General limitations on Indemnities under the Trusts (Guernsey) Law, 2007
Indemnities can provide a false sense of security where they are drafted to cover less or more than what is permitted by law. It is vitally important for retiring trustees to seek expert legal advice on the risks to their personal estate and how best to manage those risks through the use of indemnities.
The personal estates of trustees are at risk from liabilities to third parties dealing with the trusts they represent, even long after they ceased to act as trustee for the relevant trust. A practise has thus developed for retiring trustees to seek suitable protection from the incumbent trustees or the trust beneficiaries in the form of an indemnity agreement.
An indemnity grants a retired trustee recourse to the trust assets or beneficiary’s estate to settle a liability that has arisen during his time as trustee, which liability would otherwise need to be settled out of the retired trustee’s personal estate. However, it is not only retired trustees who do not have indemnities who end up having to pay debts out of their own pockets. There are many retired trustees holding indemnities that are either insufficient or unenforceable who ultimately experience the same outcome.
The Trusts (Guernsey) Law, 2007 (the “Law”), sets three general limitations on the protections an indemnity agreement may provide a trustee.
Firstly, an indemnity cannot grant a trustee recourse to the trust assets for liabilities that arose due to the fraud, wilful misconduct, or gross negligence the trustee committed in the performance of his duties. This applies to all trusts irrespective of when they were created. There is no protection for a trustee in these circumstances as such protection would go against the fundamental principles underpinning trusts.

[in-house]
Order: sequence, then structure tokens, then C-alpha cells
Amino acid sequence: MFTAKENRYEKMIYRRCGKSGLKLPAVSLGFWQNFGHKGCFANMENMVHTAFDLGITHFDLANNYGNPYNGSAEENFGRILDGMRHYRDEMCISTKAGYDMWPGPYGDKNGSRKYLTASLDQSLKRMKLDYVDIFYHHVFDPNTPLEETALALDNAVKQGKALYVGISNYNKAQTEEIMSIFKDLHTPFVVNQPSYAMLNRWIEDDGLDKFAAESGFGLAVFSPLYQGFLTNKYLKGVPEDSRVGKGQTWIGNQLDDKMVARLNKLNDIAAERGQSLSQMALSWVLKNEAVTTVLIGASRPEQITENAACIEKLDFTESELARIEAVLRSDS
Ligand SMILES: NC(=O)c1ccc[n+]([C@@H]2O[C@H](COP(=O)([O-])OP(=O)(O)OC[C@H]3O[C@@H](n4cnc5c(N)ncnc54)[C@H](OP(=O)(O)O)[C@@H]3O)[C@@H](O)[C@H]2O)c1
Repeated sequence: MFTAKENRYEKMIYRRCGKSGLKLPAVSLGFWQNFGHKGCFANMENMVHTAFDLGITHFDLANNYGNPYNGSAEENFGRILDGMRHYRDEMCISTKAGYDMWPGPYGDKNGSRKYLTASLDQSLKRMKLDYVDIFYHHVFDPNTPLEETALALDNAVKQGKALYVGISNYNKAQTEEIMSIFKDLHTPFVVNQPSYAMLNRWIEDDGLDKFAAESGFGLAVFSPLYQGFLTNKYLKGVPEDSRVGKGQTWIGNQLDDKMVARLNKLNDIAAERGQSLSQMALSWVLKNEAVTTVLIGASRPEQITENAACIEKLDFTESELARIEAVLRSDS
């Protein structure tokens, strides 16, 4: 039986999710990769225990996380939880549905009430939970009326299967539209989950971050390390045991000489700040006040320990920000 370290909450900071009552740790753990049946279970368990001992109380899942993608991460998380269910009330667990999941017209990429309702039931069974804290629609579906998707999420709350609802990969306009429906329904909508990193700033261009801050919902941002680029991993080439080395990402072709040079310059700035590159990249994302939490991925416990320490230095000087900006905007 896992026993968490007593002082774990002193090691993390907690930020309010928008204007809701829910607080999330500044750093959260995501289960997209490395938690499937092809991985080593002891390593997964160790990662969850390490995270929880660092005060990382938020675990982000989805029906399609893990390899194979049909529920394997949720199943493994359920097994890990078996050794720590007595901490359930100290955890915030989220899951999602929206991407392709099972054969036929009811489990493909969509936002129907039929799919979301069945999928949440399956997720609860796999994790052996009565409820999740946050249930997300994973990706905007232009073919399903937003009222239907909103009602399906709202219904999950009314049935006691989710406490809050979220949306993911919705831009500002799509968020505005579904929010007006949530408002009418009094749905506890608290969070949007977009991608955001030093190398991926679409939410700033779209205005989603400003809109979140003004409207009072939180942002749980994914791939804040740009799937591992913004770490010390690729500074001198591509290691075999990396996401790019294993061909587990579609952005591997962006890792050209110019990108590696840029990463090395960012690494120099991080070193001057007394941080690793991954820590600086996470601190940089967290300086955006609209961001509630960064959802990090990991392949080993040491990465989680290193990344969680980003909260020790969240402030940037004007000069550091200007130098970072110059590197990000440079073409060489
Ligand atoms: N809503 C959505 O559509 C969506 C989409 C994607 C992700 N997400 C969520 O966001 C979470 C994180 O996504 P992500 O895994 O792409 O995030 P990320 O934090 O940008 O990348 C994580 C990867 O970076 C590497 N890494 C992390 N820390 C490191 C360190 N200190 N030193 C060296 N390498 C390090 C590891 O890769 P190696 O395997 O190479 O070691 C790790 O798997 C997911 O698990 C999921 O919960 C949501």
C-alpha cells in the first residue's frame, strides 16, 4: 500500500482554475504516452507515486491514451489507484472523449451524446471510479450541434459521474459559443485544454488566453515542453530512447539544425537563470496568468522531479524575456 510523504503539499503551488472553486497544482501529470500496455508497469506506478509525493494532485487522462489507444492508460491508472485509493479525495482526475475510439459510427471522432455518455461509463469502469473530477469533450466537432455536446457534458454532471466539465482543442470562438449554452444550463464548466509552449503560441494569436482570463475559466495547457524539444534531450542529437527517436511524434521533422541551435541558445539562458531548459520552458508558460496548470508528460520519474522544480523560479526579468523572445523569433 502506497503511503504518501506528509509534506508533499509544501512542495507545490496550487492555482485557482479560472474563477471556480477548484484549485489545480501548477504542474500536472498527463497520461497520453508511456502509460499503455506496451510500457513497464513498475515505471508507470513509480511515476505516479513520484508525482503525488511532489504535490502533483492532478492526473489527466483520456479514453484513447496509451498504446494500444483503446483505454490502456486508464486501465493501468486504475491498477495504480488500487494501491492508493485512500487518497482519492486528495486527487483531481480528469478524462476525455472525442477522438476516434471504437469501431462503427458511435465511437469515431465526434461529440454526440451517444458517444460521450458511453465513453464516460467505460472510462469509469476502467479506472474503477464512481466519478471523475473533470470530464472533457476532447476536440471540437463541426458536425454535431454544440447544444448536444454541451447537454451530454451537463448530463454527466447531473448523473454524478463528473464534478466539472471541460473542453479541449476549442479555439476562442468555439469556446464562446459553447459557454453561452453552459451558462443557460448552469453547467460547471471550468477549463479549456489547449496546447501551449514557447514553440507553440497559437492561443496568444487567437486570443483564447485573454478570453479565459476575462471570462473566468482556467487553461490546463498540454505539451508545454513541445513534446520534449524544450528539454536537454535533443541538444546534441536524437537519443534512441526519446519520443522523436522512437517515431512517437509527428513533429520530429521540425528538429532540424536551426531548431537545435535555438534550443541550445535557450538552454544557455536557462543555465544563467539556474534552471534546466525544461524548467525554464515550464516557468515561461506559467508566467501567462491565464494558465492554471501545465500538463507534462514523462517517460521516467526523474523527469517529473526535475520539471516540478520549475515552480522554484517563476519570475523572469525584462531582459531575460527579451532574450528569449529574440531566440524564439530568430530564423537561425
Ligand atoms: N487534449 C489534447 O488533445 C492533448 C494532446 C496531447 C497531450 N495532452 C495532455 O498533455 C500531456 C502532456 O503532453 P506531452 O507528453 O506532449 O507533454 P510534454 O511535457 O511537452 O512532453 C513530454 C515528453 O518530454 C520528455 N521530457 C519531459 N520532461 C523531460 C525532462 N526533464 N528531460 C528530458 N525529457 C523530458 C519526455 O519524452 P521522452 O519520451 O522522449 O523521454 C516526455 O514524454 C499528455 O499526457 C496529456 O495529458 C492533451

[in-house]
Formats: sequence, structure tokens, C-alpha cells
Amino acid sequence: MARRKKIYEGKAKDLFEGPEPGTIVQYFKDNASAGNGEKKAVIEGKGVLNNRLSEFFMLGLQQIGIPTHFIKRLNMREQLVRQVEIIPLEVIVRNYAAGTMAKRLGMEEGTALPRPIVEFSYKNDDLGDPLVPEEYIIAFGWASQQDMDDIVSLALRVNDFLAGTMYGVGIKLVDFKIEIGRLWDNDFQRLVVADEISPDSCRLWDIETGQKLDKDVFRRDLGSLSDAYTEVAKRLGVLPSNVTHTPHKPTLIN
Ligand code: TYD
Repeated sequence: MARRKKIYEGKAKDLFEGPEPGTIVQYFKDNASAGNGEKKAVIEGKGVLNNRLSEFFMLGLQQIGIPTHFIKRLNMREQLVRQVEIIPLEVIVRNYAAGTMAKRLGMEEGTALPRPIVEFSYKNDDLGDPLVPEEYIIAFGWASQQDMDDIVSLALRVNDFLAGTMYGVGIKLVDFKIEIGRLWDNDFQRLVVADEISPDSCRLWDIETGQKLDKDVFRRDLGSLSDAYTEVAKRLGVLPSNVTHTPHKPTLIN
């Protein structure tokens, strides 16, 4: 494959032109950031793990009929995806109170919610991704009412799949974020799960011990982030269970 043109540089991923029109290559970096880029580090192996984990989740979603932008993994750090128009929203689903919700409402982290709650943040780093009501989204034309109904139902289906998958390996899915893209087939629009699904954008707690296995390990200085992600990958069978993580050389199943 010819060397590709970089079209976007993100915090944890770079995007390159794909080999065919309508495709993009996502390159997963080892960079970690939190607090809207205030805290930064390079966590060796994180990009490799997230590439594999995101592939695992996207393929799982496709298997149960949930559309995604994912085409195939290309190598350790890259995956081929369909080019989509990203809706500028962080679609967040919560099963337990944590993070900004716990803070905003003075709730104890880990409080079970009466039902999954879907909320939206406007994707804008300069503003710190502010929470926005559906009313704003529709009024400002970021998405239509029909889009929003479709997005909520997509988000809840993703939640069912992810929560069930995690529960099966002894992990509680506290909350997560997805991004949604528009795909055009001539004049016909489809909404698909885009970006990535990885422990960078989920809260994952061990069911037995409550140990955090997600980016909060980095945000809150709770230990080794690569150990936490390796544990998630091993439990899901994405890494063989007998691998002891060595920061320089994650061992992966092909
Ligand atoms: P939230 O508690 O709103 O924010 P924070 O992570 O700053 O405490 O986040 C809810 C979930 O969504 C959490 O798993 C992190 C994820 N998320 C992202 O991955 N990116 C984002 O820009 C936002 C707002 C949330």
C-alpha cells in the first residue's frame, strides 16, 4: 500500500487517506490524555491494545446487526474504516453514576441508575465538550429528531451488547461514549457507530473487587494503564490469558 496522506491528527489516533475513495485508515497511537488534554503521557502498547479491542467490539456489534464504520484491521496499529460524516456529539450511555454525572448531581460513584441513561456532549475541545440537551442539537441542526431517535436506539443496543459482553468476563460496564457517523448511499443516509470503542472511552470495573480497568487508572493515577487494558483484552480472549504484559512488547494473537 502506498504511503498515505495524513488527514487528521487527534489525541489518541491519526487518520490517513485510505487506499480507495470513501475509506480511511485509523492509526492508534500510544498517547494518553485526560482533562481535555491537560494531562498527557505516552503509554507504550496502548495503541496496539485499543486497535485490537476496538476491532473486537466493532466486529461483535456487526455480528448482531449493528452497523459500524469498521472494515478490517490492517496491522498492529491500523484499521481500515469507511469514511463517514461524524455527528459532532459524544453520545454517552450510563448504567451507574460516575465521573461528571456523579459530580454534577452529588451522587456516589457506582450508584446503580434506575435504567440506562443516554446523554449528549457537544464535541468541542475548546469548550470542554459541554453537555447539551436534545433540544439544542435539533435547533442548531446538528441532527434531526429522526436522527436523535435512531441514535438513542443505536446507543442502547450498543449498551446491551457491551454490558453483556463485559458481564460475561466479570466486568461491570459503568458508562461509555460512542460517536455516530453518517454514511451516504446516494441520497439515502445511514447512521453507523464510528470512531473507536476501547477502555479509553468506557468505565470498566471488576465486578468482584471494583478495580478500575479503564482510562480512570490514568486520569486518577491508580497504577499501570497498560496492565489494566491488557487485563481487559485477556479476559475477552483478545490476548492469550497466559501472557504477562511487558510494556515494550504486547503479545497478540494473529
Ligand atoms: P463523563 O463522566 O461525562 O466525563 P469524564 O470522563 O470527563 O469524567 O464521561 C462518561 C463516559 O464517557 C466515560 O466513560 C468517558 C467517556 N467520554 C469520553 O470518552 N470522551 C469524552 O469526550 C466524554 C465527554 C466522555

Secondly, a beneficiary of a trust may grant a trustee recourse to trust assets for liabilities that arose due to the trustee being in breach of his duty under the Law or the trust deed. This will not be possible, however, in circumstances where the beneficiary is a minor, does not know all the material facts, or has been improperly induced by the trustee into granting such recourse.
This limitation is not peculiar to trusts but emanates from the laws of contract. A minor is incapable of concluding a binding legal agreement. A beneficiary cannot validly conclude an agreement where he does not have sufficient information to make an informed decision. If a retiring trustee unduly influences a beneficiary to agree to an indemnity agreement that he would otherwise not have agreed to then the resultant agreement will prove to be invalid.
Thirdly, a retiring trustee is not entitled to greater protection than that he would have had were he still a trustee of the trust, unless the Royal Court has granted leave for such to be granted or all the beneficiaries have consented to such protection being granted. This requires an understanding of the value of the assets held in the trust and the protections afforded to trustees under the relevant trust deed at the time the trustee retires. A trustee seeking greater protection would need to take the additional steps required to validly be afforded the extraordinary protection.
A trustee’s final defence against claims to his personal estate is an indemnity. As indicated, a failure to comply with the applicable laws might mean that retired trustees are more exposed than they are aware, and it is critical that trustees give due consideration to the terms and extent of any indemnities they enter into, taking legal advice if necessary, to ensure that the risks associated with being a trustee are managed with confidence.Read full insight